Blood Game

My Friend Taught Me How To Play ‘The Blood Game’ And I Regret Ever Playing It

I tried several times to stammer out a response but the glare of everyone in the room made my words weak. I felt literally as if the air in my chest was being pulled out by the stare of those people, and each breath felt like a ragged gasp. Finally I was able to speak.

“This is supposed to be a game,” I said feebly.

“Ah, yes,” Bethany cooed in a voice that both comforted and disturbed me, “But what is the game about, Daniel? The game is about power, of course! It’s about being something more than your feeble human shell. Isn’t that what you wanted? Isn’t that why you agreed to play?”

I noticed that my head was nodding softly, against my own will it seemed. I spoke up again, and my voice sounded weaker than ever.

“I don’t want to drink blood,” I said.

“Oh?” Bethany said, brandishing a cruel smile, “You didn’t seem to mind the blood in your drink.”

The horrible taste of the wine made sense finally and I wretched at this new revelation, trying to throw up but unable to do so. Bethany’s face turned from that cruel smile to an even crueler scowl.

“Now, Daniel, I’ve been kind to you so far, but if you don’t start shaping up and acting like a Ripper, I’m going to have to be concerned you don’t really have what it takes to be a vampire,” she said. She made some small gesture to Sarah, who moved towards Adelaide and slashed her with the knife, opening up a horrible gash across her stomach. Adelaide let out a muffled shriek and thrashed helplessly, earning her a hard slap across the face from Sarah who called her a “stupid bitch.”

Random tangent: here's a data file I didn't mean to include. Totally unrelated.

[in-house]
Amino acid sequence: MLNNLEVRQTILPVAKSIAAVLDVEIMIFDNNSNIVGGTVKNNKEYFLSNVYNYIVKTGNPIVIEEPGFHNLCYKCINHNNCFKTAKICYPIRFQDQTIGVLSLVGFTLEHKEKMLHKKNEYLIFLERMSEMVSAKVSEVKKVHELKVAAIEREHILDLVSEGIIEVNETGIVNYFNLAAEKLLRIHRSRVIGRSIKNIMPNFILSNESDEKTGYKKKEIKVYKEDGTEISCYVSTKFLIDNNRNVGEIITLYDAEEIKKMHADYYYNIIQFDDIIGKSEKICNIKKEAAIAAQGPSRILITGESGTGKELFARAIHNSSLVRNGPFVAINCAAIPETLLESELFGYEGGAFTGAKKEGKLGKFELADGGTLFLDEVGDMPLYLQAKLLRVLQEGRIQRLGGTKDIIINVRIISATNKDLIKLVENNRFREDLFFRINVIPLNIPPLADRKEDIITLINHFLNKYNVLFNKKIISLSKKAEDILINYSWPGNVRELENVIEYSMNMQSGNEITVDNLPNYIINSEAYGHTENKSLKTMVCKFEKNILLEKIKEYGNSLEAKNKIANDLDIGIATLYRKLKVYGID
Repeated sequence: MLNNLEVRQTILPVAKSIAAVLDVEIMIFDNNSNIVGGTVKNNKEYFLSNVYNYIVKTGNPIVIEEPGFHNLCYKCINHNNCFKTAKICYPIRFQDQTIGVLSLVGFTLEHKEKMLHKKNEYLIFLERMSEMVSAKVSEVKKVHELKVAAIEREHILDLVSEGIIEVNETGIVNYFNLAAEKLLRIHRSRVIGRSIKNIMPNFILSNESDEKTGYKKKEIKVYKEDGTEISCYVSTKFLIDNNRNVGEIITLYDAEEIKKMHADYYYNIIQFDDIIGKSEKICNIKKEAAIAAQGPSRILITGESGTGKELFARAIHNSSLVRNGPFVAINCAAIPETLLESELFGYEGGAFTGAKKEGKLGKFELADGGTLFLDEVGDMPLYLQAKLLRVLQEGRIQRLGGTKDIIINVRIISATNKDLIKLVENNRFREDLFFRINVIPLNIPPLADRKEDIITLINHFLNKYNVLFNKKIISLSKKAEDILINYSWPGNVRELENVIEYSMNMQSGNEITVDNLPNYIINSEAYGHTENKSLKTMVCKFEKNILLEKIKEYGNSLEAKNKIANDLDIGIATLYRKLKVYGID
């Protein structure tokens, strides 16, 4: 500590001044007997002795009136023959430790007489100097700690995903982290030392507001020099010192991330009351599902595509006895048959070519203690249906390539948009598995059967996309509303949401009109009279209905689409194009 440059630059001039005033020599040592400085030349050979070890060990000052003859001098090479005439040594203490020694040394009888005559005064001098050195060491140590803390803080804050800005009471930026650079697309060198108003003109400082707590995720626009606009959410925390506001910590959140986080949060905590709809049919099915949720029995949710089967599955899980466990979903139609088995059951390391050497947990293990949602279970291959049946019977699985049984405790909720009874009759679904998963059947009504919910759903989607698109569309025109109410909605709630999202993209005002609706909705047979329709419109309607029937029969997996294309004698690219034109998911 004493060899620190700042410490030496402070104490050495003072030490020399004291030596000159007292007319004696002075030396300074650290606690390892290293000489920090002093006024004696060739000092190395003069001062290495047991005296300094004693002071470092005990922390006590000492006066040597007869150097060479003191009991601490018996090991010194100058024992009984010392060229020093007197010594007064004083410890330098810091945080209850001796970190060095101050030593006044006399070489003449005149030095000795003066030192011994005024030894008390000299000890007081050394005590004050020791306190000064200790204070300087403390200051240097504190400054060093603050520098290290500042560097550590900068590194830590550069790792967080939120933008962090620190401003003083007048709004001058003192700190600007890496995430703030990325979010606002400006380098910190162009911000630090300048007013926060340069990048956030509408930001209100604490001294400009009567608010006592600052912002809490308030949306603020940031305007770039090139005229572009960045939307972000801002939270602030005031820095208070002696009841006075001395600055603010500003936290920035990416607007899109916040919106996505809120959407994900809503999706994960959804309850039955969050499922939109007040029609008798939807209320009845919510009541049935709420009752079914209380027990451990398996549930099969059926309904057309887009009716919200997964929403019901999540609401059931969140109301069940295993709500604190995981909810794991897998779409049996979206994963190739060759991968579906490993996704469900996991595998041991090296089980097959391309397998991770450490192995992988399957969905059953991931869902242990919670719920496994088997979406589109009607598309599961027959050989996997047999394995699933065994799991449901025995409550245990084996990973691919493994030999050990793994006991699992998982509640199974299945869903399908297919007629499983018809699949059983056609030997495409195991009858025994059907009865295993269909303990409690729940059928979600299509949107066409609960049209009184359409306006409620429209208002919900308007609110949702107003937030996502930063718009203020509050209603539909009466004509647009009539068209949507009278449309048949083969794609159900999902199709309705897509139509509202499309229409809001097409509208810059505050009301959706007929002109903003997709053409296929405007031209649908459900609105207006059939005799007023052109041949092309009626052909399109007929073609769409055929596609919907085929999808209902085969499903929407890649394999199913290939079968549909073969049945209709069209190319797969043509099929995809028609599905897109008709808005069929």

“Now come, Daniel,” Bethany said, “and drink deep of true power.”

I felt myself being dragged forward. I realized there was now a Ripper on either side of me, pulling me by my arms. My feet reluctantly followed and I seemed to be unable to stop them. Soon I found myself kneeling before Adelaide, blood oozing down the front of her pale body. The Rippers released my arms and I turned to look around the dark basement. All eyes were on me, everyone smiling, whispering small encouragements. They didn’t look like humans, but more like violent animals. Their eyes, which I was now almost sure had turned an inhuman shade of yellow, stared with a hungry anticipation. I decided that they did not even look like animals, but more like demons.

Something in my mind clicked right then. These people were demons. They were demons, and my character was a banisher of such things. Thinking quickly I stood up and turned around, summoning all the courage I had in me and shouting as forcefully as I could:


About the author
Tommy Poole-Frank is a Writer, Public Speaker, Performer, and Farmer currently located in Golden, Colorado. Follow Tommy on Twitter or read more articles from Tommy on Thought Catalog.

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